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Many programs offer possible solutions to stress and correcting health issues but not all solutions are suitable for all people.  WingTsun™ offers the Siu Nim Tau set which is a series of movements done while standing. Siu Nim Tau is a relatively gentle series of movements, the first section of which is done very slowly. It involves a light meditative focus and a breathing component that can be escalated or left as a gentle, natural breathing. The advantage of this form of stress reduction is that it can be done in most any location. It has a small ‘footprint’ which does not require a large amount of space. It does not require sitting or lying on a floor and is a suitable form of training for an aspiring beginner martial artist. The movements have definite self-defense applications which are taught in subsequent classes.

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There are some excellent supplementary martial arts exercises in the book Wing Tsun Kuen. Get it. Read it. Regardless of how important the bloggers, the media, or the other Wing Chun instructors, the JKD instructors, etc. think arms are in terms of conditioning – and they ARE – the legs are MORE important. One good supplementary exercise for legs for Wing Tsun are the front thrusting kicks while lying on the ground and the kick is directed toward the ceiling at a 90-degree angle to the floor.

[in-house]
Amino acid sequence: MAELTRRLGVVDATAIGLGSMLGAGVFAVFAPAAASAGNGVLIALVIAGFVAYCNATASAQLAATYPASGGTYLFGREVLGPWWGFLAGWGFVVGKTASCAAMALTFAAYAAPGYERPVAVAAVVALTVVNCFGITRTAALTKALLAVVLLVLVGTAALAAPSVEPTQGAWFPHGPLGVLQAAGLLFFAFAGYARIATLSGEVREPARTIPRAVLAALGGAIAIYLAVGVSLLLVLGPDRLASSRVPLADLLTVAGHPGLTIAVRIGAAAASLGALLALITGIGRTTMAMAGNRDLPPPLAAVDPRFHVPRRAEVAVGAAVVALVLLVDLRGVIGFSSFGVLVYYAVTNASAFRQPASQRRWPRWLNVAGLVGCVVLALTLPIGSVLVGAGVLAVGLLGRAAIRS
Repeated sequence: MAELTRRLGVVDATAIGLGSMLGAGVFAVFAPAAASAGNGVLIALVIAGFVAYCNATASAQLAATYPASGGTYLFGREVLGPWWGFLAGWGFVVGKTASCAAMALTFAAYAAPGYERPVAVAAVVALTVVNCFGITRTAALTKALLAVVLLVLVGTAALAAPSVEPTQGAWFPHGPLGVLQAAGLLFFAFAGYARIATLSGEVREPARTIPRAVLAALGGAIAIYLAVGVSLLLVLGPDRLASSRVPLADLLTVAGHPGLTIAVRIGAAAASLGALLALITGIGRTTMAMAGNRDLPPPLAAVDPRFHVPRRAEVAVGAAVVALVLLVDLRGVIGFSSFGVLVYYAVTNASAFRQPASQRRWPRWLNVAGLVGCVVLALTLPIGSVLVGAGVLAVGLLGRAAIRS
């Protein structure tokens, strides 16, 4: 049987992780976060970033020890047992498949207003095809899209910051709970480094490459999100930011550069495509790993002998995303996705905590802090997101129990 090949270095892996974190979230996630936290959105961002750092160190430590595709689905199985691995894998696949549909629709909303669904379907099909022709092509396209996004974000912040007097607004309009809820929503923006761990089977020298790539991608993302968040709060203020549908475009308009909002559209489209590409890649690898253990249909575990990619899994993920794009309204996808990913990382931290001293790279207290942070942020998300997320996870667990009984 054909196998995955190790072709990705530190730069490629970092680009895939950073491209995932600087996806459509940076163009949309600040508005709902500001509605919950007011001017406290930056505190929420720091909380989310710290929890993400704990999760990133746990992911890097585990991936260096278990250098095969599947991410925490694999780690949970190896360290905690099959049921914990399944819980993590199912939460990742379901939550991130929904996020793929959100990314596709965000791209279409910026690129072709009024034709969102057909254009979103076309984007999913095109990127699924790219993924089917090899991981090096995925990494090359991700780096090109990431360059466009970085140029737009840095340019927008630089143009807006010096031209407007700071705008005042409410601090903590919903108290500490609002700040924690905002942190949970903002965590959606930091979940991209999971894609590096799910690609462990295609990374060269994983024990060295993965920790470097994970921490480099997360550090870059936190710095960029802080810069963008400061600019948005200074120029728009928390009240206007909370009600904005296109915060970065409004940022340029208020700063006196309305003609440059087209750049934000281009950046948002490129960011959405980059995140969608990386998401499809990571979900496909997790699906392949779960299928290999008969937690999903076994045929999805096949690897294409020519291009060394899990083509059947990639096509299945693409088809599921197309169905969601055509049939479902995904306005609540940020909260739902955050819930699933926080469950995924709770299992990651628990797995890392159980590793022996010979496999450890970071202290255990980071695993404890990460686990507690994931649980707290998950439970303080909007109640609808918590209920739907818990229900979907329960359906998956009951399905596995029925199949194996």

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Rest assured, for all you students and other practitioners in your martial arts training at home, you may use equipment or you may do without it. Equipment can be a great help. However, the particular martial arts style or system will have a lot to do with equipment and what kind, if any. Some styles do not believe in using a mirror, for example.

In part one, back in June, we wrote about equipment. This time we will go through the mental aspects of training.

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The martial arts stretching methods we use are built-in to the Leung Ting WingTsun® system. The first stretching practice comes in the upper body stretching in the first form which is called Siu Nim Tau. Wing Tsun™ forms (kuen) are not used for performance purposes. They are intended for the student practitioner to improve him or herself.  

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Martial arts workouts vary with the style or system. Some use calisthenics such as push-ups, running in place, jumping jacks and so on, which are not, strictly speaking, martial arts. Others use rope skipping, bag hitting or use ancient martial arts implements. Martial arts workouts in Wing Tsun classes usually begin immediately with a session of Siu Nim Tau which is Wing Tsun’s first set of movements or a form. Most martial arts have ‘forms’ which are the dictionary of the style or system. Some styles have 9 or more forms. Some sophisticated Chinese styles with histories dating back several hundreds of years have up to fifty forms. Wing Tsun has three forms. The emphasis is on skill building for self- defense and so each movement in the forms have multiple applications.